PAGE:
Anisotropy is a dependence of energy level on some direction. If the magnetic moments in a material have a bias towards one particular direction (the easy axis) then the material is said to have uniaxial anisotropy, like cobalt. If the bias is towards many particular directions, then the material has multiple easy axes and it possesses cubic anisotropy (see figure 2.4). Cubic crystals such as iron and nickel have this property (Aharoni, 2000, p86). Uniaxial and cubic anisotropy are forms of magnetocrystalline anisotropy as their properties in this respect arise from the crystalline structure of the material.
The anisotropy energy in transition metal magnets arises from spinorbit coupling. The typical fourthorder approximation of the parameterisation of uniaxial anisotropy (expressed as an energy density) is (Aharoni, 2000):
where is the angle between and the easy axis (being here the component of in the direction of the crystallographic axis, ). and are temperaturedependent energy densities derived from experiment, and can exist with either a positive or negative sign. When the axis is easy, when the axis becomes hard (which yields an easy plane).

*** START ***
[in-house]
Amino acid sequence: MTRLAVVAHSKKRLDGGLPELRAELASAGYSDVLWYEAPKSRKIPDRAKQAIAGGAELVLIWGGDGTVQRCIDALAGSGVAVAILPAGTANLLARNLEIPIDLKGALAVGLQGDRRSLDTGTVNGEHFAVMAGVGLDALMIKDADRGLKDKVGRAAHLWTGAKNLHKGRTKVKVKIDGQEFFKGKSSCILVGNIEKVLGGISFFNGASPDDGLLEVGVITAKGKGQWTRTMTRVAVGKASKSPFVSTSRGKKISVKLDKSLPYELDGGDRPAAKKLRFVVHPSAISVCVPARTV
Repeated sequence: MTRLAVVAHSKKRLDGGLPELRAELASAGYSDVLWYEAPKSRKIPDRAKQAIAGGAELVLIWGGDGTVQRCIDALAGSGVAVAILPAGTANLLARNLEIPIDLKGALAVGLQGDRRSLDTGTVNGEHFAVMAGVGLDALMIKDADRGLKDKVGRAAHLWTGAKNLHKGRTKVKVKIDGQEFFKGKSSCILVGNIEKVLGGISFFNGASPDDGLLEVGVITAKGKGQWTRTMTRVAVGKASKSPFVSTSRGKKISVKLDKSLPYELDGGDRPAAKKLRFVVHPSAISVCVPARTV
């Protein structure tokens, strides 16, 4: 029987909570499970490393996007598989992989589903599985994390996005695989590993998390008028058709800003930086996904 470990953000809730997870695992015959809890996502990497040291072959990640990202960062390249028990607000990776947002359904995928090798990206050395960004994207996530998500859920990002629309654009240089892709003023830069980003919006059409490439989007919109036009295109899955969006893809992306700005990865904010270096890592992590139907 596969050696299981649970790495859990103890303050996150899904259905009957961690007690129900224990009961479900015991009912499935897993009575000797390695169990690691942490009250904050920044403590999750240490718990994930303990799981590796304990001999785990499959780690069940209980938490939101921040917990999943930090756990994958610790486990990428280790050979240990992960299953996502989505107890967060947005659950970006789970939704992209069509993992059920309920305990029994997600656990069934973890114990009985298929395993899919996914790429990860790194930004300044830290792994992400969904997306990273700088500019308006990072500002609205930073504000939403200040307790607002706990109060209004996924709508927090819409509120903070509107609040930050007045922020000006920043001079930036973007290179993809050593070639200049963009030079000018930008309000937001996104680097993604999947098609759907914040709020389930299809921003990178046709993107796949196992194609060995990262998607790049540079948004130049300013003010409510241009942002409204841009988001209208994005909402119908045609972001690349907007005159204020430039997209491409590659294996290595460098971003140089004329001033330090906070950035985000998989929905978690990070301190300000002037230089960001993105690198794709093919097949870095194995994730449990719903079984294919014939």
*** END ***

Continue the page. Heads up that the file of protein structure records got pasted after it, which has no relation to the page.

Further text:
Since constant terms can be neglected, an equivalent parameterisation is:
(2.7) 
The typical parameterisation of cubic anisotropy is not
straightforward trigonometrically (O'Handley, 1999):
A positive sign for yields easy axes along the body edges (100). Conversely, a negative sign for indicates that the easy axes exist across the diagonals (111) (Blundell, 2001).
The energy for a system of magnetic moments is given by:
It is worth noting that in some materials which are considered isotropic (i.e. K = K = 0) from a crystalline perspective, such as permalloy, the contribution to the total energy from the anisotropy is zero.
There are other types of anisotropy than magnetocrystalline. Magnetostriction is an anisotropy caused by the expansion or contraction of a ferromagnet along the direction of the magnetisation (Aharoni, 2000, p87). The socalled shape anisotropy (Paine et al., 1955) (also known as ``configurational stability'' (Ha et al., 2003)) is the direction in which the magnetisation will prefer to lie on account of the physical geometry of the sample. This becomes more and more influential the smaller one's sample becomes. This is one of the properties we investigate in this report.